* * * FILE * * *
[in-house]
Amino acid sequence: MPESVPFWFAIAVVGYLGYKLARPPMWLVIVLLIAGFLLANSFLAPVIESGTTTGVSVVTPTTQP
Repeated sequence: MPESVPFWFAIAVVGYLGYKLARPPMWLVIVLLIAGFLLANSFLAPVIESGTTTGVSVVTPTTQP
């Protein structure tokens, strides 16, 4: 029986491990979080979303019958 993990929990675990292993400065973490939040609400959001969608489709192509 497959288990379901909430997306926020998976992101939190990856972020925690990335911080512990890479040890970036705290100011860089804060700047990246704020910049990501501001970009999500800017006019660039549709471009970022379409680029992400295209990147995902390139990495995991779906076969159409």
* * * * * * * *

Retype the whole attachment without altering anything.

[in-house]
Amino acid sequence: MPESVPFWFAIAVVGYLGYKLARPPMWLVIVLLIAGFLLANSFLAPVIESGTTTGVSVVTPTTQP
Repeated sequence: MPESVPFWFAIAVVGYLGYKLARPPMWLVIVLLIAGFLLANSFLAPVIESGTTTGVSVVTPTTQP
């Protein structure tokens, strides 16, 4: 029986491990979080979303019958 993990929990675990292993400065973490939040609400959001969608489709192509 497959288990379901909430997306926020998976992101939190990856972020925690990335911080512990890479040890970036705290100011860089804060700047990246704020910049990501501001970009999500800017006019660039549709471009970022379409680029992400295209990147995902390139990495995991779906076969159409």